Python

Python Nested Dictionary Usage

Python’s application of nested dictionaries proves to be a powerful solution for data organization. Allowing dictionaries within dictionaries offers an efficient method to structure and store the information. This data structure supports the creation of complex, hierarchical models where each level corresponds to a key-value pair. Its usage is particularly advantageous in scenarios that require an organized data such as configurations, hierarchies, or multidimensional datasets. Python’s nested dictionaries make it a favored option for developers who aim to combine the complex data structures with efficient and easily understandable code.

Example 1: Basic Structure

Python’s nested dictionaries are a robust instrument to manage the complex data structures. In this example, we will delve into various scenarios to understand this powerful feature’s practical applications and benefits.

Let’s begin with a fundamental example to clarify our understanding of nested dictionaries in the following given example:

person = {
    "name": "Aizel",
    "age": 30,
    "contact": {
        "email": "aizel@gmail.com",
        "phone": "345-458-6995"
    }
}

 
We created the outer dictionary of a person. The outermost layer is a dictionary named “person” which serves as a container for organizing the information about an individual. The key-value pairs in this layer include “name” and “age” which provide the basic details about the person.

Then, we created the nested dictionary contact. This is created within the person dictionary, and there is a key-value pair where the key is “contact” and the value is another dictionary. This nested dictionary, labeled as “contact”, includes a more detailed information, specifically the person’s email and phone number. Within the “contact” dictionary are two key-value pairs which are “email” and “phone”. Each key is associated with a specific piece of contact information.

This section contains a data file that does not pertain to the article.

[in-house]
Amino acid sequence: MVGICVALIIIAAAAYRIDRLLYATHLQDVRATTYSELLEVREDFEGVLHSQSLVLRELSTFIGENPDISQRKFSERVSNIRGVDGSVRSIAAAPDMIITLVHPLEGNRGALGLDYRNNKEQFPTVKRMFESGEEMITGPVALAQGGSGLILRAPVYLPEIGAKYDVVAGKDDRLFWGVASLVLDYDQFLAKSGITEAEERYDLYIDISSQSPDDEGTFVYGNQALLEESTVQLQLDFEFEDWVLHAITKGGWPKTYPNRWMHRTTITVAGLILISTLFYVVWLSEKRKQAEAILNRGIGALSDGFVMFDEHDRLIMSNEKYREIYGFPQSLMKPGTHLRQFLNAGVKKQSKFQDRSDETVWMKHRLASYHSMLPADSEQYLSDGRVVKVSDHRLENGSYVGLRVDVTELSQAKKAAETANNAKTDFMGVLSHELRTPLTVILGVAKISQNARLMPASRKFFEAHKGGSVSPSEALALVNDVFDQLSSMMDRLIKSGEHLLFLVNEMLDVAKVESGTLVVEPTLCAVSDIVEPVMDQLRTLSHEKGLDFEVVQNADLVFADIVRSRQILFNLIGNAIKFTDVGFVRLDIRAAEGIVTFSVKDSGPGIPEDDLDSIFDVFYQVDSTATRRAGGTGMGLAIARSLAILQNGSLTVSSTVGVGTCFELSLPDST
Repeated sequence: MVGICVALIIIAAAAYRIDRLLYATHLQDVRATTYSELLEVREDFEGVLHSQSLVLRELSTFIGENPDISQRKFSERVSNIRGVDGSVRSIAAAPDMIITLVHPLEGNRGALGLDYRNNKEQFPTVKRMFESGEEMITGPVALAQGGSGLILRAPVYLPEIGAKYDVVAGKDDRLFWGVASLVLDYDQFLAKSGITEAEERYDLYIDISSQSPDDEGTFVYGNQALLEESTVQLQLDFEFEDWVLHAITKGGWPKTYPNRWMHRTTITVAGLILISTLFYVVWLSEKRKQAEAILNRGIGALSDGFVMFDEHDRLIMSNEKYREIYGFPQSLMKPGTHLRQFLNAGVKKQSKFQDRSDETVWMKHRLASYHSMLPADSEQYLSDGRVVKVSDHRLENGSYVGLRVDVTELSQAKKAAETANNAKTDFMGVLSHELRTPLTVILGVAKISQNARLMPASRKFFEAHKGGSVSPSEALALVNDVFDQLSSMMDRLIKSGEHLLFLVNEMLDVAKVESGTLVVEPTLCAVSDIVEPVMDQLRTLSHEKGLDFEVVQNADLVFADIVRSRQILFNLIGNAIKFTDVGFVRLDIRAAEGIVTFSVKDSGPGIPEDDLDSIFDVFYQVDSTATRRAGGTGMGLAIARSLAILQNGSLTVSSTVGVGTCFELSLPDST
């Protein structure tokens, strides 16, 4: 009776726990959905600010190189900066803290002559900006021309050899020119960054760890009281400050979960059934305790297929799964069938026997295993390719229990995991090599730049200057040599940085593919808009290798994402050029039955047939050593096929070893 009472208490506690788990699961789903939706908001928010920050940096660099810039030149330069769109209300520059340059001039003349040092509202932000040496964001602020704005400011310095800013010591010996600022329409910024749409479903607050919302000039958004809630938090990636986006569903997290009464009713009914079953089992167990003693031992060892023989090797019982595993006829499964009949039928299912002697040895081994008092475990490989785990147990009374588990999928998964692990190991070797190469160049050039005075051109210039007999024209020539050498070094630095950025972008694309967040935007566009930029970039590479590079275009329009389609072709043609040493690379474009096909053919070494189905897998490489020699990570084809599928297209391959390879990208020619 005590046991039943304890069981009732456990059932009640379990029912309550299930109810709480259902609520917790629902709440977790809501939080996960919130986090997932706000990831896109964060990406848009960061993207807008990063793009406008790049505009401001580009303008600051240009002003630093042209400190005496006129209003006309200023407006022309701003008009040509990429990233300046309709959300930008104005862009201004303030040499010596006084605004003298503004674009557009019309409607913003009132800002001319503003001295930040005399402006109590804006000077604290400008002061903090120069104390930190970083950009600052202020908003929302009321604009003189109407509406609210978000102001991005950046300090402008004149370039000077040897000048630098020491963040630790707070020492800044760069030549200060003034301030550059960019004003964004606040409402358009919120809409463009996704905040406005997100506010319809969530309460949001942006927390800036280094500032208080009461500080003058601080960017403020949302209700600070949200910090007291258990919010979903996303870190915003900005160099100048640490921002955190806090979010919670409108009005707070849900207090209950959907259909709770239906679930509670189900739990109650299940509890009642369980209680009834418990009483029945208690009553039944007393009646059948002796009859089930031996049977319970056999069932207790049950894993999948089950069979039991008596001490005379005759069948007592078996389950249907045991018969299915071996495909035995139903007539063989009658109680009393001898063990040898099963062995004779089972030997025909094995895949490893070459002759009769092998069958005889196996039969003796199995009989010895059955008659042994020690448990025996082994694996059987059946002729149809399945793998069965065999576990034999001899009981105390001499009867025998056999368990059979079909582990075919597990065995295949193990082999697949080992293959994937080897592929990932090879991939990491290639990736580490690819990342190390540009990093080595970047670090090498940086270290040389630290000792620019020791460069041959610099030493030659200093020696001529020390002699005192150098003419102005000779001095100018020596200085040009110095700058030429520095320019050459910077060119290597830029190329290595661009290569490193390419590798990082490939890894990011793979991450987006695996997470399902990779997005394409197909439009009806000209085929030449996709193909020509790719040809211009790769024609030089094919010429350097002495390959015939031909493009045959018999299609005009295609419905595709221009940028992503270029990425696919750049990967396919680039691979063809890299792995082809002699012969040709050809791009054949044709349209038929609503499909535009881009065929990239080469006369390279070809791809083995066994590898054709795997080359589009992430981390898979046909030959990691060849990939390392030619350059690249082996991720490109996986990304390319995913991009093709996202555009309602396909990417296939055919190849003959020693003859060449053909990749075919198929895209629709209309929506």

Example 2: Accessing the Nested Elements

Let’s now explore how accessing the elements within the nested dictionaries is essential. Using the previous example, let’s retrieve the person’s email address. Accessing the email address requires us to go through the key’s “contact” and “email” sequentially.

person = {
    "name": "Aizel",
    "age": 30,
    "contact": {
        "email": "aizel@gmail.com",
        "phone": "345-458-6995"
    }
}
email = person["contact"]["email"]
print("Email:", email)

 

This simple indexing simplifies the extraction of specific information from deeply nested dictionaries.

Example 3: Modifying the Nested Values

Nested dictionaries, being variable, allow us to update the values dynamically. Let’s modify a person’s phone number from the previous example. By referencing the keys like “contact” and “phone”, we can directly modify the corresponding values.

person = {
    "name": "Aizel",
    "age": 30,
    "contact": {
        "email": "aizel@gmail.com",
        "phone": "345-458-6995"
    }
}
person["contact"]["phone"] = "987-654-3210"
Contact= person["contact"]["phone"]
print("contact:", Contact)

 

This dynamic updating capability proves invaluable for scenarios where the data changes, ensuring that the dictionary remains current.

Example 4: Adding New Nested Key-Value Pairs

The expansion of nested dictionaries through the addition of new key-value pairs is effortless. Let’s include the person’s address again. Introducing a new key which is “address”, brings another dictionary that contains the street, city, and zip code details.

person = {
    "name": "Aizel",
    "age": 30,
    "contact": {
        "email": "aizel@gmail.com",
        "phone": "345-458-6995"
    }
}
person["contact"]["address"] = {
    "street": "123 Main St",
    "city": "Anytown",
    "zip": "56789"
}
Address = person["contact"]["address"]
print ("address:",Address)

 

This flexibility facilitates the expansion of data structures without making extensive modifications.

Example 5: Nested Dictionaries in a List

Now, consider a scenario where a list of people is represented, each represented by a nested dictionary. The “people” list has a total of two dictionaries, each representing an individual.

people = [
    {"name": "Hamid", "age": 30, "contact": {"email": "Hamid@gmail.com", "phone": "123-456-7890"}},
    {"name": "Aizel", "age": 25, "contact": {"email": "aizel@gmail.com", "phone": "987-654-3210"}}
]
# Access Hamid's age
Hamid_age = people[0]["age"]
print("Hamid's Age:", Hamid_age)

# Access Aizel's email
aizel_email = people[1]["contact"]["email"]
print("Aizel's Email:", aizel_email)

 

We can observe from this example that the uniformity in the nested structure allows for consistent representation within the list.

Example 6: Iteration through Nested Dictionaries

To extract an information from multiple nested dictionaries, we use the loops. Let’s now iterate through the list of people by printing their names and email addresses. The “for” loop iterates through each dictionary in the “people” list as shown in the following given code:

people = [
    {"name": "Hamid", "age": 30, "contact": {"email": "Hamid@gmail.com", "phone": "123-456-7890"}},
    {"name": "Aizel", "age": 25, "contact": {"email": "aizel@gmail.com", "phone": "987-654-3210"}}